From an analytical perspective, I think David C has made the right move if he wants to do what he can to undermine and ultimately prevent genuine leaving of the EU. I cannot envisage any scenario other than a general election after a Conservative leadership election, which will basically be another EU referendum by proxy…

My personal views… well, I was dead against Brexit, and will support efforts to resist it as far as possible. However, I do think ensuring devolution happens adequately in England and Wales (and symmetrically) is vital for future satisfaction in politics, and that a local approach is vital at this point of European isolationism. The one thing to keep in mind is that anti-EU views are not unique to the UK, and that the EU has been experiencing a whole range of problems recently. Re-setting the institutions may not be a bad thing, but as I have previously said, I don’t think the UK is going to benefit from this process by leading the way. There is also a risk that the EU economy picks up, and other anti-EU sentiments settle down, and the UK is left on the outside. That is a good outlook for the global economy, but will be devastating for the UK.

Negative risks and uncertainty clearly outweigh benefits at the moment, and our economy is clearly going to take a hit. Nevertheless, there are opportunities to transform things for the better. Let’s drown out the anti-immigration talk, and emphasise local economy boosts. The one positive to leaving the EU is the possibility to put up trade tariffs on food to increase local food prices, encourage seasonal eating, and reduce wastage overall. Unfortunately this will be a bit of a shock to some people, and will take a while to equalise out. Silver linings! Scottish independence is the big possible positive in my view though…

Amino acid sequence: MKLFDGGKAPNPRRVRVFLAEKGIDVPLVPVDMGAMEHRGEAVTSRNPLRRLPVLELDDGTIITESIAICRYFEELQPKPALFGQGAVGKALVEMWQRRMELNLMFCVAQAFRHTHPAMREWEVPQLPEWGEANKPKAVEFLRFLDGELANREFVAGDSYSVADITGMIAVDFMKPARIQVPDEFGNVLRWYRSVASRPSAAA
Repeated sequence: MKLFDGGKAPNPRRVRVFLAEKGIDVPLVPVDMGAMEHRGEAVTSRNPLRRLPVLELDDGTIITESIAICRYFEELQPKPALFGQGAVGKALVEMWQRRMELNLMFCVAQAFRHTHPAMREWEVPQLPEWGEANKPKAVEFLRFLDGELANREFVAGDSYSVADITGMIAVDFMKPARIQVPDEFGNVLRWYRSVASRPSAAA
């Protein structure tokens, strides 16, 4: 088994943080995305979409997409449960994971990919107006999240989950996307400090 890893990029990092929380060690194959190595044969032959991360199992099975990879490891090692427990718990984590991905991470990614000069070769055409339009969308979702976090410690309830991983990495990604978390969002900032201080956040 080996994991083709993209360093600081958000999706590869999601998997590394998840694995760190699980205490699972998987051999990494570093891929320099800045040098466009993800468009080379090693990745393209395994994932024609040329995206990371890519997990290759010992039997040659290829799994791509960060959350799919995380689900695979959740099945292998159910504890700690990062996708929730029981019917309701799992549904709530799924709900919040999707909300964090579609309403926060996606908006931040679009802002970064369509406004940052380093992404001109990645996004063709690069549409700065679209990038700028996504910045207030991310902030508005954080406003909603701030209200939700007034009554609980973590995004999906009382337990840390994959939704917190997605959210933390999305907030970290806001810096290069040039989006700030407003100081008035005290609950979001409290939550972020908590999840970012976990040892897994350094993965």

Should we leave or should we go?

The referendum… tomorrow!

This title comes from the Radio 4 Show, PM, and its title for the section on the referendum. I think it somes up a lot about teh referendum, as it really has nto been nearly as intensively debated in an engaged way as the scottish referendum on independence. It really feels like a snap decision, and in many ways that is because most people feel general apathy towards the EU, and probably aren’t too bothered whether we leave it or not. A few people have had long-standing dislike for the EU project, and they are a significant few within the Conservative party. Even more have had a hatred for the EU stirred up, that they didn’t even know they possessed, by recent anti-EU and anti-immigration rhetoric; when I say recent, I mean a sustained campaign of over a decade or so by newspapers led by the Express, but backed up very ably by the Daily Mail, the Sun and even the Telegraph at times.